1.The Applicant’s application dated 20th April 2023 seeks interalia, an order of stay of execution of the judgment made and delivered by the High Court (F. Wangari J.) on 2nd March 2023 in Civil Appeal No. E144 of 2021. The 1st Respondent opposed the application by a Replying affidavit sworn on 28th April 2023 by Lawrence Mutethia King’ora, its General Manager. We heard the application on this Court’s virtual platform on 5th June 2023, and learned counsel Mr. Frankline Otieno appeared for the Applicant, while learned counsel, Ms. Pauline Osino appeared for the 1st Respondent. There was no appearance for the 2nd, 3rd and 4th Respondents, despite their advocates having been duly served with the hearing notice, nor did they file any pleadings on the application. Mr. Otieno and Ms. Osino on their part highlighted the respective written submissions they had filed dated 26th April 2023 and 28th April 2023.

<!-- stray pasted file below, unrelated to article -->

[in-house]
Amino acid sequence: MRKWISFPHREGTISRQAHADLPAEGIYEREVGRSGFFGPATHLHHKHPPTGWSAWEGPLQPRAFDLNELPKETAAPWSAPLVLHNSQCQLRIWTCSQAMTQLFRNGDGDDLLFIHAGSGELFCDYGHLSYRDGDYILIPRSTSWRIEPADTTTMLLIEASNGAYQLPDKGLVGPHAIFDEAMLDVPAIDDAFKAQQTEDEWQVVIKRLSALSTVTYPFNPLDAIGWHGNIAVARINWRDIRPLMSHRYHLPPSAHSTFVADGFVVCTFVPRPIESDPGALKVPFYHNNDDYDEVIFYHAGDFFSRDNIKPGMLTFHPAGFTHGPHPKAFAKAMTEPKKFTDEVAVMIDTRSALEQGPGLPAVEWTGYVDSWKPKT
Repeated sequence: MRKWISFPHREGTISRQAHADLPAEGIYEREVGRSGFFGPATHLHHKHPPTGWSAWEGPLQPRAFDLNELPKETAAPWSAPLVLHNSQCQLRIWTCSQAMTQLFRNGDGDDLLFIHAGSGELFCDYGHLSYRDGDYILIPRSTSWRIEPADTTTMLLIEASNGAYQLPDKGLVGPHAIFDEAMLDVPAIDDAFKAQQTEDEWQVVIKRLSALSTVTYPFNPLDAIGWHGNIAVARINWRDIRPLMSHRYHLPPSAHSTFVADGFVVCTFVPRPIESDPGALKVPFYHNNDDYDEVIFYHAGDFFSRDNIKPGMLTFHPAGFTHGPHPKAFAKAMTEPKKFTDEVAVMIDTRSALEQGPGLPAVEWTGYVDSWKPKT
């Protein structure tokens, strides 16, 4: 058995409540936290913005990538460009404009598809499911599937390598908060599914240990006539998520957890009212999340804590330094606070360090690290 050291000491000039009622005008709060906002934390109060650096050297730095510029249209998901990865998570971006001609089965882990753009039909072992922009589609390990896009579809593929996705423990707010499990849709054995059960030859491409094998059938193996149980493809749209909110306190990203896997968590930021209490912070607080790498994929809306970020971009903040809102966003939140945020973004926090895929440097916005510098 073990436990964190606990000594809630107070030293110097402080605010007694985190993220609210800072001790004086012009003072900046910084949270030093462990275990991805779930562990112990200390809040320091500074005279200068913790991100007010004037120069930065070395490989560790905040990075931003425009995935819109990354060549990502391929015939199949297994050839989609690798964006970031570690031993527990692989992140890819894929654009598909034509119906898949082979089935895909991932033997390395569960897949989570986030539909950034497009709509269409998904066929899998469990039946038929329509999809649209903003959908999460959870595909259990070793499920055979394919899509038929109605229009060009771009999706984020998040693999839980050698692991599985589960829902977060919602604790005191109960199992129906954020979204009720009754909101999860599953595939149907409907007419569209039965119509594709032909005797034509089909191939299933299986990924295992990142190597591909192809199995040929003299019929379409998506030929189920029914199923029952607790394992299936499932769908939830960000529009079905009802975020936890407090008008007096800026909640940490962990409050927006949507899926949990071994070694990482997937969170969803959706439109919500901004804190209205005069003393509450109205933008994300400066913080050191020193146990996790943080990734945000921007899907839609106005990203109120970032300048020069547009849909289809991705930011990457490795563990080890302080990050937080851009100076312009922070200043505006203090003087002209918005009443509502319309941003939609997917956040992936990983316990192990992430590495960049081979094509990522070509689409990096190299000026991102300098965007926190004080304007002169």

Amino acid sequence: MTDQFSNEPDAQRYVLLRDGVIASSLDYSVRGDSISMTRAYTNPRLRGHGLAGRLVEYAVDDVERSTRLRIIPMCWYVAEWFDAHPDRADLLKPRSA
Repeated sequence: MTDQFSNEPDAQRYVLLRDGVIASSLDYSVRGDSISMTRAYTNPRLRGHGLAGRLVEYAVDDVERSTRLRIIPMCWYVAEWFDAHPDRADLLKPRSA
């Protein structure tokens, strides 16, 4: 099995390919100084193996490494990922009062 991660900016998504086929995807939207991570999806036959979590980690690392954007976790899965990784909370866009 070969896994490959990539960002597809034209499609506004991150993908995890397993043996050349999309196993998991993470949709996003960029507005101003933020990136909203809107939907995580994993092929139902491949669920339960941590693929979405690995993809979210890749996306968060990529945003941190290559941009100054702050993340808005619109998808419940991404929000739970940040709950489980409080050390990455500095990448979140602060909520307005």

2.By way of a brief background and to provide the context of the application, the Applicant had lodged the appeal in the High Court against a ruling delivered on 22nd September 2021 by the Chief Magistrate’s Court at Mombasa (Hon. E.K. Makori (as he then was)) in Mombasa CM Civil Case No. 1477 of 2017 (hereinafter the trial Court). The said ruling dismissed objection proceedings brought by the Applicant with respect to the execution proceedings by the 1st Respondent against the 2nd 3rd and 4th Respondents of a decree issued in the 1st Respondent’s favour by the trial Court. The Applicant claimed to have a legal interest in the properties attached by the 1st Respondent in the said execution proceedings by virtue of a fixed and floating debenture dated 3rd March 2015 which created a charge over the said properties. The High Court, in dismissing the Applicant’s appeal found that there was no evidence tendered of the appointment of a receiver and that the floating charge had thereby crystallized. This holding is the subject of the instant application.